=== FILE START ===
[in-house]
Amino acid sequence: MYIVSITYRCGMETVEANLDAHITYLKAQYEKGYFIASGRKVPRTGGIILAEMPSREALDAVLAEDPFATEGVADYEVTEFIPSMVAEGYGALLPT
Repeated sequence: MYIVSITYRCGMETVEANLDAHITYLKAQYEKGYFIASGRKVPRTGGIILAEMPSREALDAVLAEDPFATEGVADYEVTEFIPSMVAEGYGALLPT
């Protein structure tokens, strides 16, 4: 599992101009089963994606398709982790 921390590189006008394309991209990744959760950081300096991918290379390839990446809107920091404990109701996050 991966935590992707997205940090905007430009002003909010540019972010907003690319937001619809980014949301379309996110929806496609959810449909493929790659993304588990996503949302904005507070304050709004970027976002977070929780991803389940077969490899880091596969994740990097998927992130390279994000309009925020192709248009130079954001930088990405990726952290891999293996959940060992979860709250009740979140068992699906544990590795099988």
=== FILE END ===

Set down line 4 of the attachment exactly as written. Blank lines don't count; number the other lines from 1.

């Protein structure tokens, strides 16, 4: 599992101009089963994606398709982790 921390590189006008394309991209990744959760950081300096991918290379390839990446809107920091404990109701996050 991966935590992707997205940090905007430009002003909010540019972010907003690319937001619809980014949301379309996110929806496609959810449909493929790659993304588990996503949302904005507070304050709004970027976002977070929780991803389940077969490899880091596969994740990097998927992130390279994000309009925020192709248009130079954001930088990405990726952290891999293996959940060992979860709250009740979140068992699906544990590795099988």